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IRS Simplifies Extension Procedures for Portability Elections

Revenue Procedure 2017-34 provides for notation on top of Form 706.

The Internal Revenue Service just issued Revenue Procedure 2017-34, which provides a simpler method for extending the time to file for portability elections.

Background

In 2010, the Tax Relief, Unemployment Insurance Reauthorization and Job Creation Act amended Section 2010 of the Internal Revenue Code to allow a portability election for the estates of persons who died leaving a surviving spouse. The election permits the decedent’s unused exclusion amount, defined in the IRC as the deceased spousal unused exclusion amount (DSUE), to be used by his spouse, subject to certain rules. To take advantage of portability, the executor of the first spouse to die must make an election on a timely filed estate-tax return.

In 2012, the Internal Revenue Service finalized regulations regarding portability, providing that estates under the federal filing threshold could obtain an extension of time to file the portability election. An estate could initially file for the extension by requesting a private letter ruling (PLR) under Treasury Regulations Section 301.9100-3 and showing that: (1) the estate acted reasonably and in good faith, and (2) the extension would not prejudice the interests of the government.

In 2014, the IRS published Rev. Proc. 2014-18, which provided a method for obtaining an extension to make a portability election, but it was only available until Dec. 31, 2014.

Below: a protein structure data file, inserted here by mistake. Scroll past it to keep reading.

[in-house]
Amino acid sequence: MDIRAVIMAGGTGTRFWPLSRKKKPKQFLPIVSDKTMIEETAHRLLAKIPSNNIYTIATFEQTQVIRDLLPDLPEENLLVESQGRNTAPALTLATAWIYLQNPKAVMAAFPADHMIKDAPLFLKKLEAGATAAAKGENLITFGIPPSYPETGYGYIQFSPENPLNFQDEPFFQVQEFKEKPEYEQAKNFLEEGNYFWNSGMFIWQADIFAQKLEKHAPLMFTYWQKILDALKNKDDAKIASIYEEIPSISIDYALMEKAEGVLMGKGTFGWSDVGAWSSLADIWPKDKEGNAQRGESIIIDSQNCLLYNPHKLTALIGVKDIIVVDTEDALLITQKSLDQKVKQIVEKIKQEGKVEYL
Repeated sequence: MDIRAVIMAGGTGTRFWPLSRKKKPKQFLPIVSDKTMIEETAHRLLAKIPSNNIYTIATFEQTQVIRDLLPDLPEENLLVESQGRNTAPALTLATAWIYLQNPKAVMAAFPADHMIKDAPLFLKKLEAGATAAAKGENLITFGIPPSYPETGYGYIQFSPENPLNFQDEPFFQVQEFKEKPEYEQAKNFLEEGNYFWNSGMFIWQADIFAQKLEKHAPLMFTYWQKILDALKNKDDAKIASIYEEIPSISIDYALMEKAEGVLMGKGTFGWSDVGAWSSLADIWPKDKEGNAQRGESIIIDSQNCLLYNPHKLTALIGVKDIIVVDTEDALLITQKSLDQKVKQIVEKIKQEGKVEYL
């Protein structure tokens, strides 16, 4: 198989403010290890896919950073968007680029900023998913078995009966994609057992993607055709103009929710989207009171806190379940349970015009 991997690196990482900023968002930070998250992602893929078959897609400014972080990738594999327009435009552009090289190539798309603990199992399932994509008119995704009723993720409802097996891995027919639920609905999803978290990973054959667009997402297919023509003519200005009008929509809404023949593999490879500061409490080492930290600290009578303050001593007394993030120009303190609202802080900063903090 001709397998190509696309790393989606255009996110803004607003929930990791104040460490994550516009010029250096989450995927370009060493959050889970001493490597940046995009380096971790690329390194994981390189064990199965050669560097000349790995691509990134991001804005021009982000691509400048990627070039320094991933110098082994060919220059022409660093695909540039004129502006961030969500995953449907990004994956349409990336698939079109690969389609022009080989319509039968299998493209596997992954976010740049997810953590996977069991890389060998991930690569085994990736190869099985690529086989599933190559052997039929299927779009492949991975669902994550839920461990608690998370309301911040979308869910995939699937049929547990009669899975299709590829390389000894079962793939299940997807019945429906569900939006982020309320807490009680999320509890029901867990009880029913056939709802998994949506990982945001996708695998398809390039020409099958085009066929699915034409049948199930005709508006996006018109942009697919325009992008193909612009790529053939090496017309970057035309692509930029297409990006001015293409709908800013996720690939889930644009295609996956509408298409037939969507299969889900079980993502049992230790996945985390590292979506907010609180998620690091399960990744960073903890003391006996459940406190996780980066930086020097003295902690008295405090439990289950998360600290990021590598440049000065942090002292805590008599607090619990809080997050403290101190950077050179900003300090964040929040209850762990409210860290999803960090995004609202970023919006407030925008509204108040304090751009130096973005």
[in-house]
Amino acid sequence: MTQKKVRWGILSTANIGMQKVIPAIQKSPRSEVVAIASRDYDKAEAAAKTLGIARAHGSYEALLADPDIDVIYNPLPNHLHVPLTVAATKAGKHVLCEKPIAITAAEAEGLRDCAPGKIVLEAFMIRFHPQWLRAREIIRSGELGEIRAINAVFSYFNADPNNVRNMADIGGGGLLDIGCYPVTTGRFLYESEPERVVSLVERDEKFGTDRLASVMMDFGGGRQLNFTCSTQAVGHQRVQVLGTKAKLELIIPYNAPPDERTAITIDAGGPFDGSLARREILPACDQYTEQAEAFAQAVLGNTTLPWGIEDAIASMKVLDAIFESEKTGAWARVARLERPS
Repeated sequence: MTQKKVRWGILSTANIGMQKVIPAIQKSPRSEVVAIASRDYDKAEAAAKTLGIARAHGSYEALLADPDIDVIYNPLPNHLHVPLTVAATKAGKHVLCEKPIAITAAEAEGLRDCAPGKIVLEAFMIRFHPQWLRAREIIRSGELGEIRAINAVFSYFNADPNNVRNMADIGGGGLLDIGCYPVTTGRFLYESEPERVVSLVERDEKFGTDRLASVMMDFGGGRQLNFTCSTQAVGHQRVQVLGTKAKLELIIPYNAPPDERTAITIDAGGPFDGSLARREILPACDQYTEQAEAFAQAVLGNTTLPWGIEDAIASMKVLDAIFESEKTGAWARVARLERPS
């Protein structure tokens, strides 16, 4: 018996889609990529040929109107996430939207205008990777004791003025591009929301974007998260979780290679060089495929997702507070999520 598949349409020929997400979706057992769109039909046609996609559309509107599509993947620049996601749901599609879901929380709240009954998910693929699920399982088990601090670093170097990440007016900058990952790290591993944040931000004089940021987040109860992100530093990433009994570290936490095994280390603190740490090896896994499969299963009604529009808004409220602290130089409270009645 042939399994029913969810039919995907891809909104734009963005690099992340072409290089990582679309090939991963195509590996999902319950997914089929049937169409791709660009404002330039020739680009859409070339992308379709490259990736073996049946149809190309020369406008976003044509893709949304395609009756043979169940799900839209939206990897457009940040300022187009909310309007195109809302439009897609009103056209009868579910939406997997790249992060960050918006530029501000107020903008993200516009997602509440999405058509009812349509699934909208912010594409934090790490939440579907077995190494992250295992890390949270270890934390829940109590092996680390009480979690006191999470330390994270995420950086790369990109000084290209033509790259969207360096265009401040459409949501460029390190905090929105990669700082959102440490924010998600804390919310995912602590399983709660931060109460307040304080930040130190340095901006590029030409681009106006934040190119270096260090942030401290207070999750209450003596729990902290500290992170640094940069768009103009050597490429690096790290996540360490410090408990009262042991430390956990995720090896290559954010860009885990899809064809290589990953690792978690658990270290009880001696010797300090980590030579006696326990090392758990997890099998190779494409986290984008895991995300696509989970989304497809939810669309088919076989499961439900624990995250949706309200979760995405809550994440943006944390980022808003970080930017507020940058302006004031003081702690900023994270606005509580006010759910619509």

Revenue Procedure 2017-34

Since the end of December 2014, due to the numerous PLRs issued under Treas. Regs. Section 301.9100-3 granting extensions, the IRS determined that it needed to implement a simplified extension process again. Rev. Proc. 2017-34 provides that process for the 2-year period after the decedent’s death, or prior to Jan. 2, 2018 (for those decedents who died more than 2 years ago).

Under the revenue procedure, estates may make the portability election by filing Form 706 within the necessary time frame (that is, before the later of two years after the decedent’s date of death or Jan. 2, 2018) by making a special note that it’s filed pursuant to Rev. Proc. 2017-34 on the top of the form. To be eligible, the decedent must have died after Dec. 31, 2010, be survived by a spouse, and be a citizen or resident of the United States. The estate must be under the filing threshold and not have filed any prior estate tax return.

Form 706

Form 706 will be considered complete if it’s prepared according to the portability regulations under IRC Section 2010 (these regulations allow exceptions for valuing certain property eligible for the marital and/or charitable deduction). If the filing is made properly, the DSUE will be available for the surviving spouse’s transfers during lifetime or at death. However, the surviving spouse may not use the DSUE obtained through the extension process to claim a credit or refund of gift or estate tax if the statute of limitations for the claim has expired. (However, the spouse could make a protective credit or refund claim within the statute of limitations period, pending the filing of the portability return.)

If a letter ruling is pending on June 9, 2017, the IRS will close its file and refund the fee paid. The estate should follow Rev. Proc. 2017-34 to obtain an extension.

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